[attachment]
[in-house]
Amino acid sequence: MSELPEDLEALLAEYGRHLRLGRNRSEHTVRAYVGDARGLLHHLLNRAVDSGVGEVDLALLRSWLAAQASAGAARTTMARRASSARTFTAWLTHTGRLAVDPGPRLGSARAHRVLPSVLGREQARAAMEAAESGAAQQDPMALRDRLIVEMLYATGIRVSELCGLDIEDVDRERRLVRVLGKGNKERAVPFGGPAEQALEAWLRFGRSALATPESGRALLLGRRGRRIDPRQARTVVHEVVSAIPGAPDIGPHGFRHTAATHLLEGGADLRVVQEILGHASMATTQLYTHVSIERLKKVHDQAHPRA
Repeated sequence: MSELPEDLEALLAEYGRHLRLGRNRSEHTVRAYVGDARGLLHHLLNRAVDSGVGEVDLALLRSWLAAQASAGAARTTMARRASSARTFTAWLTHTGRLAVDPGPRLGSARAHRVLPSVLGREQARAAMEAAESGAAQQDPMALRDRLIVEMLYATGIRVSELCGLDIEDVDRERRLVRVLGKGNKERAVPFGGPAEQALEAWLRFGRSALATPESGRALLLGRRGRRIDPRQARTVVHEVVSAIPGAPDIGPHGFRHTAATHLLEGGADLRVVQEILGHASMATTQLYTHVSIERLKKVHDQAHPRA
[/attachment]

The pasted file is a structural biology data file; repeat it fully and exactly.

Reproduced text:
[in-house]
Amino acid sequence: MSELPEDLEALLAEYGRHLRLGRNRSEHTVRAYVGDARGLLHHLLNRAVDSGVGEVDLALLRSWLAAQASAGAARTTMARRASSARTFTAWLTHTGRLAVDPGPRLGSARAHRVLPSVLGREQARAAMEAAESGAAQQDPMALRDRLIVEMLYATGIRVSELCGLDIEDVDRERRLVRVLGKGNKERAVPFGGPAEQALEAWLRFGRSALATPESGRALLLGRRGRRIDPRQARTVVHEVVSAIPGAPDIGPHGFRHTAATHLLEGGADLRVVQEILGHASMATTQLYTHVSIERLKKVHDQAHPRA
Repeated sequence: MSELPEDLEALLAEYGRHLRLGRNRSEHTVRAYVGDARGLLHHLLNRAVDSGVGEVDLALLRSWLAAQASAGAARTTMARRASSARTFTAWLTHTGRLAVDPGPRLGSARAHRVLPSVLGREQARAAMEAAESGAAQQDPMALRDRLIVEMLYATGIRVSELCGLDIEDVDRERRLVRVLGKGNKERAVPFGGPAEQALEAWLRFGRSALATPESGRALLLGRRGRRIDPRQARTVVHEVVSAIPGAPDIGPHGFRHTAATHLLEGGADLRVVQEILGHASMATTQLYTHVSIERLKKVHDQAHPRA